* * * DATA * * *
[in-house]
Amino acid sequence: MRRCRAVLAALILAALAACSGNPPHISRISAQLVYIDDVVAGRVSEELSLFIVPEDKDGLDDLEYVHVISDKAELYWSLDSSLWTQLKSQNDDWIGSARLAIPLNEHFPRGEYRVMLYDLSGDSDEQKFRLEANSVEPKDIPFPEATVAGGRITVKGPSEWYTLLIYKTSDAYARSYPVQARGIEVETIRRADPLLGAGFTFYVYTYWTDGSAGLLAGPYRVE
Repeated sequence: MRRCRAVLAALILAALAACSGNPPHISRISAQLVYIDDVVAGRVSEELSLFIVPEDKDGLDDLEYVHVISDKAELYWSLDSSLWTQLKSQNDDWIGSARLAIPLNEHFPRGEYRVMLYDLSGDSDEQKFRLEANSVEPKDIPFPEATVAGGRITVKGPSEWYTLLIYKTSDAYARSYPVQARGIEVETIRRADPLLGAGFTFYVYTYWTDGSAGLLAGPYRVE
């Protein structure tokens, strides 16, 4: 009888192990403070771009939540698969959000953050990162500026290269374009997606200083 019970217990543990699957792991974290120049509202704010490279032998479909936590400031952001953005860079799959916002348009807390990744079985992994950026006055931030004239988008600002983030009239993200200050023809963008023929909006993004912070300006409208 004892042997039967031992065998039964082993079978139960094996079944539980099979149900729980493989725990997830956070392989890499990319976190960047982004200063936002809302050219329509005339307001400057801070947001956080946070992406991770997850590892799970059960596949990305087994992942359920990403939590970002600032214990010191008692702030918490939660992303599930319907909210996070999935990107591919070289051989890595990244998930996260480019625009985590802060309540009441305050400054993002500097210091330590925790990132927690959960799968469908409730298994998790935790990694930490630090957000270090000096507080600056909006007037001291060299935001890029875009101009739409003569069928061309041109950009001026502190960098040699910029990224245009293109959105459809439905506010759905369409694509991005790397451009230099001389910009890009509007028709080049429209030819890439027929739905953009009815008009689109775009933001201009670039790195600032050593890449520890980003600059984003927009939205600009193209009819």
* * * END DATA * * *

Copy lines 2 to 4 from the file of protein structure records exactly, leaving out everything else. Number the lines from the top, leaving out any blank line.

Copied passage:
Amino acid sequence: MRRCRAVLAALILAALAACSGNPPHISRISAQLVYIDDVVAGRVSEELSLFIVPEDKDGLDDLEYVHVISDKAELYWSLDSSLWTQLKSQNDDWIGSARLAIPLNEHFPRGEYRVMLYDLSGDSDEQKFRLEANSVEPKDIPFPEATVAGGRITVKGPSEWYTLLIYKTSDAYARSYPVQARGIEVETIRRADPLLGAGFTFYVYTYWTDGSAGLLAGPYRVE
Repeated sequence: MRRCRAVLAALILAALAACSGNPPHISRISAQLVYIDDVVAGRVSEELSLFIVPEDKDGLDDLEYVHVISDKAELYWSLDSSLWTQLKSQNDDWIGSARLAIPLNEHFPRGEYRVMLYDLSGDSDEQKFRLEANSVEPKDIPFPEATVAGGRITVKGPSEWYTLLIYKTSDAYARSYPVQARGIEVETIRRADPLLGAGFTFYVYTYWTDGSAGLLAGPYRVE
């Protein structure tokens, strides 16, 4: 009888192990403070771009939540698969959000953050990162500026290269374009997606200083 019970217990543990699957792991974290120049509202704010490279032998479909936590400031952001953005860079799959916002348009807390990744079985992994950026006055931030004239988008600002983030009239993200200050023809963008023929909006993004912070300006409208 004892042997039967031992065998039964082993079978139960094996079944539980099979149900729980493989725990997830956070392989890499990319976190960047982004200063936002809302050219329509005339307001400057801070947001956080946070992406991770997850590892799970059960596949990305087994992942359920990403939590970002600032214990010191008692702030918490939660992303599930319907909210996070999935990107591919070289051989890595990244998930996260480019625009985590802060309540009441305050400054993002500097210091330590925790990132927690959960799968469908409730298994998790935790990694930490630090957000270090000096507080600056909006007037001291060299935001890029875009101009739409003569069928061309041109950009001026502190960098040699910029990224245009293109959105459809439905506010759905369409694509991005790397451009230099001389910009890009509007028709080049429209030819890439027929739905953009009815008009689109775009933001201009670039790195600032050593890449520890980003600059984003927009939205600009193209009819």